The attack uses the Hybrid Broadcast Broadband TV (HbbTV) standard. This system is already in very wide deployment in Europe, and has recently been adopted as part of theAmerican digital television standard.
The Hybrid Broadcast-Broadband Television (HbbTV) specifiction allows broadcast streams to include embedded HTML content which is rendered by the television. HbbTV essentially helps broadcasters exploit the internet connection of a smart TV to add extra information to programmes or so advertisers can do a better job of targeting viewers.
Yossef Oren and Angelos Keromytis, from the Network Security Lab, at Columbia University, have found a way to hijack HbbTV using a cheap antenna. In their paper, the researchers present the attack methodology and a number of follow-on exploitation techniques that provide significant flexibility to attackers. They demonstrate that the technical complexity and required budget are low, making this attack practical and realistic, especially in areas with high population density - in a dense urban area, an attacker with a budget of about $450can target more than 20,000 devices in a single attack.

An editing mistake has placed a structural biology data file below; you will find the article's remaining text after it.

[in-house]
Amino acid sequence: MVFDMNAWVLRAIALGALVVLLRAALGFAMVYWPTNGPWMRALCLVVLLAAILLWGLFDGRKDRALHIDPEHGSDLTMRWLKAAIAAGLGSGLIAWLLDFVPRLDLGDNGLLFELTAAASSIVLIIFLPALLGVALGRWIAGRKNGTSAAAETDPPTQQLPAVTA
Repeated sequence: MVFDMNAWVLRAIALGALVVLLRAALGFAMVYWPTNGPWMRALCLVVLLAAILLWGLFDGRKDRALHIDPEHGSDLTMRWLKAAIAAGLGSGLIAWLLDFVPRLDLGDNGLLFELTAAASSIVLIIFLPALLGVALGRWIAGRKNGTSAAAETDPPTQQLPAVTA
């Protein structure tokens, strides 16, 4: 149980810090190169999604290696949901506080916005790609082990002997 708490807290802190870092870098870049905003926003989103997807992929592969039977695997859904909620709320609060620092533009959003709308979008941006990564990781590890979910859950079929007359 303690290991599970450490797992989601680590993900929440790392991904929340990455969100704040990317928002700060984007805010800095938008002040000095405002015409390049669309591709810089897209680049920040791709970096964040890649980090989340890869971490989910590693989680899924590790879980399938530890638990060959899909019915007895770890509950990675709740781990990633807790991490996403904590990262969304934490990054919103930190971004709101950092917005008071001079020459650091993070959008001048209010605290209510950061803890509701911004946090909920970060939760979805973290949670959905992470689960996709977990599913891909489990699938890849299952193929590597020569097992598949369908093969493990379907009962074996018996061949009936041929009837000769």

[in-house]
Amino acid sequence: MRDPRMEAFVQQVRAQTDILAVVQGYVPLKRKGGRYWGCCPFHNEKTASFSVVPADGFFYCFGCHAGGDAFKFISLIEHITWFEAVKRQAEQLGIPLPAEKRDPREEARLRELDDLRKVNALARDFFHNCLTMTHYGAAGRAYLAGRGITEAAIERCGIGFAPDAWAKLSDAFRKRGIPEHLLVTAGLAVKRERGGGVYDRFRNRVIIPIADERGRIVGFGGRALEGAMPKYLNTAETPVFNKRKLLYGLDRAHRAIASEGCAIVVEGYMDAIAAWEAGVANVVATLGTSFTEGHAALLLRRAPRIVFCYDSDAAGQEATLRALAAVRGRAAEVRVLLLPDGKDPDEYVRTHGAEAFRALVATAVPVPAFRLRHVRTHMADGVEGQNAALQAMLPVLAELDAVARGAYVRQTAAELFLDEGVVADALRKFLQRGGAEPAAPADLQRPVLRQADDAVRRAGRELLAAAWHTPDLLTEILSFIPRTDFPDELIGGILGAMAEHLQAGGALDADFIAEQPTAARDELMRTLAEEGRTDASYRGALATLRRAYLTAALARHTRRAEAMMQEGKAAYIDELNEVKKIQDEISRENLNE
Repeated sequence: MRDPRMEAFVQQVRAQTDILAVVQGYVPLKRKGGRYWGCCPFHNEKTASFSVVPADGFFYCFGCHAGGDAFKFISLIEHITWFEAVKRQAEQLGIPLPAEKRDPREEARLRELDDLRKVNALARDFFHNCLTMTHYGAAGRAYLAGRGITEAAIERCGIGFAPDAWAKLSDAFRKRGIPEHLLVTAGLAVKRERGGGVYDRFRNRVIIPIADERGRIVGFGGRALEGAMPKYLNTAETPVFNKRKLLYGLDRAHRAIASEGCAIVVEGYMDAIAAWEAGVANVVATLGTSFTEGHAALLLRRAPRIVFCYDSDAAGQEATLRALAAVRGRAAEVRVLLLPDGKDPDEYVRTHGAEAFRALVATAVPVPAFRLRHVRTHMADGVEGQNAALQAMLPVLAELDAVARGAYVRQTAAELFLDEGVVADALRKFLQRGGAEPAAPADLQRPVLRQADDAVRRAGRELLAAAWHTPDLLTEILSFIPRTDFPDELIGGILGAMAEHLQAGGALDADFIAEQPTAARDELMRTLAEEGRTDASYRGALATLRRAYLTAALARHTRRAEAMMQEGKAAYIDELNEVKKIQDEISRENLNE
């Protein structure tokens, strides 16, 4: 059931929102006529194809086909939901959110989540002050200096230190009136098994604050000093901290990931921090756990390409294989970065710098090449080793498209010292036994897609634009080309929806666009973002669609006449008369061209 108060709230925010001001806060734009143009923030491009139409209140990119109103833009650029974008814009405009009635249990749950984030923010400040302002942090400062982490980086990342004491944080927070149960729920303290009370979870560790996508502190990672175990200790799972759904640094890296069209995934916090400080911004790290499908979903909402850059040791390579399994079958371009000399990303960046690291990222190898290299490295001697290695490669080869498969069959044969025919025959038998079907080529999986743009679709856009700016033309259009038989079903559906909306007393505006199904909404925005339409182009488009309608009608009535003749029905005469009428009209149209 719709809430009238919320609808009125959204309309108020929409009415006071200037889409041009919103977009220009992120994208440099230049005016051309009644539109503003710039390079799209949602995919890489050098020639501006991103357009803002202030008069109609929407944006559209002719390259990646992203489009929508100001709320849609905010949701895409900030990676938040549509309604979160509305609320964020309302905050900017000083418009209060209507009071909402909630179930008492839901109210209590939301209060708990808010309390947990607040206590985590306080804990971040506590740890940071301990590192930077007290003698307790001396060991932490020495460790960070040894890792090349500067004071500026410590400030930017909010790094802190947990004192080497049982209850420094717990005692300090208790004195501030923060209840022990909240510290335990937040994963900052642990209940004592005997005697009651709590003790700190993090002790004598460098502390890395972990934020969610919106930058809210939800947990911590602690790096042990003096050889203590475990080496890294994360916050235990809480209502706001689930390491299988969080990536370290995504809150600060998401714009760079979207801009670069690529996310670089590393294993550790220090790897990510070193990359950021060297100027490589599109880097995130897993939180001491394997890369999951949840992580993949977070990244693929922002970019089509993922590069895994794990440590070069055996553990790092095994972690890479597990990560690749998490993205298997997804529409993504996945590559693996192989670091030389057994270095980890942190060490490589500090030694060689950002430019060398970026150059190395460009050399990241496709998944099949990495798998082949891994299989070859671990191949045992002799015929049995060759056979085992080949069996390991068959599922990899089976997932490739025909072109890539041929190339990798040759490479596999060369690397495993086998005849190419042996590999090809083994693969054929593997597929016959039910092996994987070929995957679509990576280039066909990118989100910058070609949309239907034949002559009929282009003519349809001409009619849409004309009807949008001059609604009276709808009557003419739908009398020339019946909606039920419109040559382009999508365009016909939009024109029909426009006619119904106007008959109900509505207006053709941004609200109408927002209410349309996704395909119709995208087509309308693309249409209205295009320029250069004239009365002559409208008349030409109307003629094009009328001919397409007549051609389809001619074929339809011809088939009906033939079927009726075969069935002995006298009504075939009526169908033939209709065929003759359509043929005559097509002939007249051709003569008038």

"For this attack you do not need an internet address, you do not need a server," Mr Oren says. "You just need a roof and an antenna and once you are done with your attack, there's completely no trace of you."
For instance, the researchers said, if owners had logged in to Facebook via a TV app, the attack could be used to post messages on the social network on that person's behalf.
The researchers have disclosed their work to the standards body, but they say that attack was viewed as too expensive and with limited pay-off to the attackers.